December 24, 2006

On meeting a fox in the woods

I've had a few encounters with foxes while meandering through the woods in my area. While I know they're generally considered to be pretty intelligent animals with highly developed senses ( Red Fox: Reputation and Description ), the ones I've run across make me wonder. From my experience, they don't really seem to be all that aware of their surroundings:

Encounter #1 - One afternoon while hiking the Seneca Creek Greenway trail, I see a fox trotting along between me and the creek, heading at an angle that would cause it to cross the trail just in front of me if I were to continue walking. So, I stop and just watch it. It's no more than a couple dozen feet from me, but it's totally unaware that I'm nearby. Finally, I must have moved or something, because it stopped dead in its tracks, looked my way, then took off like a shot across the trail and into the woods.

Encounter #2 - Hiking once again along Seneca Creek, on a narrow stretch with the creek immediately to my right and a steep hill immediately to my left, I look up the hill and spot a fox making it's way down the hill toward the creek. Like the last time, I froze and watched it. Same drill as above, except this time the fox turned tail and ran back up the hill as fast as its little legs could go.

Encounter #3 - This one involved two deer as well as a fox, and was quite comical. I'm heading down a short hill towards a curve in the trail at Worthington Farm (part of Monocacy National Battlefield ) when I see off to the side of the trail what appears to be a fairly large, hump-shaped rock near a tree. It caught my attention because there were no other large rocks visible, just trees, undergrowth, and old rotted fenceposts. As I'm going along, I suddenly notice that this rock has ears. I realize that that's no rock, it's a fawn and it's watching me. As always when I catch sight of wildlife, I freeze in my tracks. Out of the corner of my eye now, I also see a fox heading from the left towards the fawn. It's busy watching the fawn and is oblivious to me. I figure this is gonna be cool, to see a fox pass by without startling it. Like the others above, it's just trottin' along, apparently wondering why this little fawn is beginning to look nervous. Suddenly, the fox, the fawn, and I all hear a loud snort off to the left behind the fox. A full-grown doe now bounds onto the scene, the fox spins to look at her, then catches sight of me watching all three of them and spins again, and the next thing I know the fox, the fawn, and the doe have all disappeared practically into thin air. I cracked up laughing and continued on with my hike.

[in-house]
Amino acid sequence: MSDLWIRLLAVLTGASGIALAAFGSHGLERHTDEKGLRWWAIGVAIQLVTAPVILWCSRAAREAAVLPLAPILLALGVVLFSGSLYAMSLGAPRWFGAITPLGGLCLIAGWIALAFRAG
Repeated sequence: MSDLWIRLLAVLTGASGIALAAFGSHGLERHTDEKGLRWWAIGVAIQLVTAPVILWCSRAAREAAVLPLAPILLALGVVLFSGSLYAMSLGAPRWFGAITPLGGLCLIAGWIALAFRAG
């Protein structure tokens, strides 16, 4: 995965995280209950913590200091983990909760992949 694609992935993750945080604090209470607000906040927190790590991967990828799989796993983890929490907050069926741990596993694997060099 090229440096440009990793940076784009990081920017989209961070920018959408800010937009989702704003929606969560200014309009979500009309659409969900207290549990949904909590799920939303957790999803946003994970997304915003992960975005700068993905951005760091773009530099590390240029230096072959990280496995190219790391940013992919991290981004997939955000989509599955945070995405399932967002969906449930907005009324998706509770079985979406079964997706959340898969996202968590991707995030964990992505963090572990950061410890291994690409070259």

Foxes may or may not be smart, but they sure are fun.

October 19, 2006

A ride on the Great Allegheny Passage Trail

The Great Allegheny Passage is actually two trails that will soon be connected to form one 335 mile trail from Washington, DC, to Pittsburgh, PA: The C&O Canal National Historical Park towpath that runs 184.5 miles from Washington, DC, and the Cumberland & Pittsburgh Trail that will run approximately 150 miles once the section between Cumberland and Frostburg, MD, is completed in late 2006.

I had made my annual pilgrimage to Cumberland in mid-October this year, with the intention of pedaling as much of the GAPT as I could in a few days. It was pouring down rain the first day, so rather than subject my bike (and myself) to getting drenched, I took a ride on the Western Maryland Scenic Railway, which parallels the uncompleted final portion of the GAPT from Cumberland to Frostburg.

On the second day of the trip, under overcast skies, I drove out to Ohiopyle, PA (near Frank Lloyd Wright's Fallingwater), to pedal the 11 miles from there to Confluence, PA, and back. I rode this section last year and loved it. Apparently, I'm not alone in that feeling: That 11 mile stretch is considered the most popular section of the PA portion of the trail. Unfortunately, I left my camera in the car.